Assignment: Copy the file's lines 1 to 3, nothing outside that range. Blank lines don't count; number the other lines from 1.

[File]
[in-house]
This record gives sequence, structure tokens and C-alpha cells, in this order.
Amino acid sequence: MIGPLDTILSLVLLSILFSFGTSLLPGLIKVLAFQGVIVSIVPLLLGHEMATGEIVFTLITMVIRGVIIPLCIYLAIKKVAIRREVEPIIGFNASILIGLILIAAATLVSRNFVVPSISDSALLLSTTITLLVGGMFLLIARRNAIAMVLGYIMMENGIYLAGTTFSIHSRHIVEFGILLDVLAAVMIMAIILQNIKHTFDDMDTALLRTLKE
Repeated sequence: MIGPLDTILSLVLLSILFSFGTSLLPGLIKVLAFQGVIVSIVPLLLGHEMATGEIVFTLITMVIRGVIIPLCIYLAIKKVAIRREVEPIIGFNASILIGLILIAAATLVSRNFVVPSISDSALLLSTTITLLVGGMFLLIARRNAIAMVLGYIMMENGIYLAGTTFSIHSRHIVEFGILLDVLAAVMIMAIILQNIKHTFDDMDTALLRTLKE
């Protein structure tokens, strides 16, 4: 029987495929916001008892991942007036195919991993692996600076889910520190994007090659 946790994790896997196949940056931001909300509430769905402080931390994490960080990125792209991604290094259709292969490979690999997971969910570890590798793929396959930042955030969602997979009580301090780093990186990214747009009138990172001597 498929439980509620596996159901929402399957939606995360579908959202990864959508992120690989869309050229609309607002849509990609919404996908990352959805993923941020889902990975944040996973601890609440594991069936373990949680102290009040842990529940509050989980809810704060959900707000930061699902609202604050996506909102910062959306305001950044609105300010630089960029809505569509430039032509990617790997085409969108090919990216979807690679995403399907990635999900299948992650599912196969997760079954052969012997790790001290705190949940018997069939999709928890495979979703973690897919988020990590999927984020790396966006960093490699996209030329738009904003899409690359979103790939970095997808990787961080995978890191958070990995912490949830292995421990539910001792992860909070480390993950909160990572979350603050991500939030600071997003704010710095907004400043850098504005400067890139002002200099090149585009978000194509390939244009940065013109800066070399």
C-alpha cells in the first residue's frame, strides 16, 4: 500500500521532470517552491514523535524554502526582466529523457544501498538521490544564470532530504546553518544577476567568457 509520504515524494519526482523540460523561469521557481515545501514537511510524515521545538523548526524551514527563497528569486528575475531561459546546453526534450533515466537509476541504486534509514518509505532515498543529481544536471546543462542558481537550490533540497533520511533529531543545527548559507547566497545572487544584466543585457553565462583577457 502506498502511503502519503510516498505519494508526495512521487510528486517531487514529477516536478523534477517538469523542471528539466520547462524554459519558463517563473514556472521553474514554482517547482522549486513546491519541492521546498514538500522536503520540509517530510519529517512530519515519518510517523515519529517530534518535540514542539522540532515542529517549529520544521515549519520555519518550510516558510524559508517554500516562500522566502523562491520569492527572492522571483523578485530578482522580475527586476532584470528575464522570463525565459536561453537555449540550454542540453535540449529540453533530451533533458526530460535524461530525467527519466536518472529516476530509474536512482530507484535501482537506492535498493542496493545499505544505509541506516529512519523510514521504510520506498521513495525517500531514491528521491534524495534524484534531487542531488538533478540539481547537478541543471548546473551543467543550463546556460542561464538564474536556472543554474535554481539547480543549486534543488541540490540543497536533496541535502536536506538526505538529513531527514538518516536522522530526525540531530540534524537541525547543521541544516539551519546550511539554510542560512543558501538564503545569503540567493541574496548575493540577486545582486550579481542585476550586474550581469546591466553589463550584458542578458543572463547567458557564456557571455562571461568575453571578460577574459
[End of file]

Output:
[in-house]
This record gives sequence, structure tokens and C-alpha cells, in this order.
Amino acid sequence: MIGPLDTILSLVLLSILFSFGTSLLPGLIKVLAFQGVIVSIVPLLLGHEMATGEIVFTLITMVIRGVIIPLCIYLAIKKVAIRREVEPIIGFNASILIGLILIAAATLVSRNFVVPSISDSALLLSTTITLLVGGMFLLIARRNAIAMVLGYIMMENGIYLAGTTFSIHSRHIVEFGILLDVLAAVMIMAIILQNIKHTFDDMDTALLRTLKE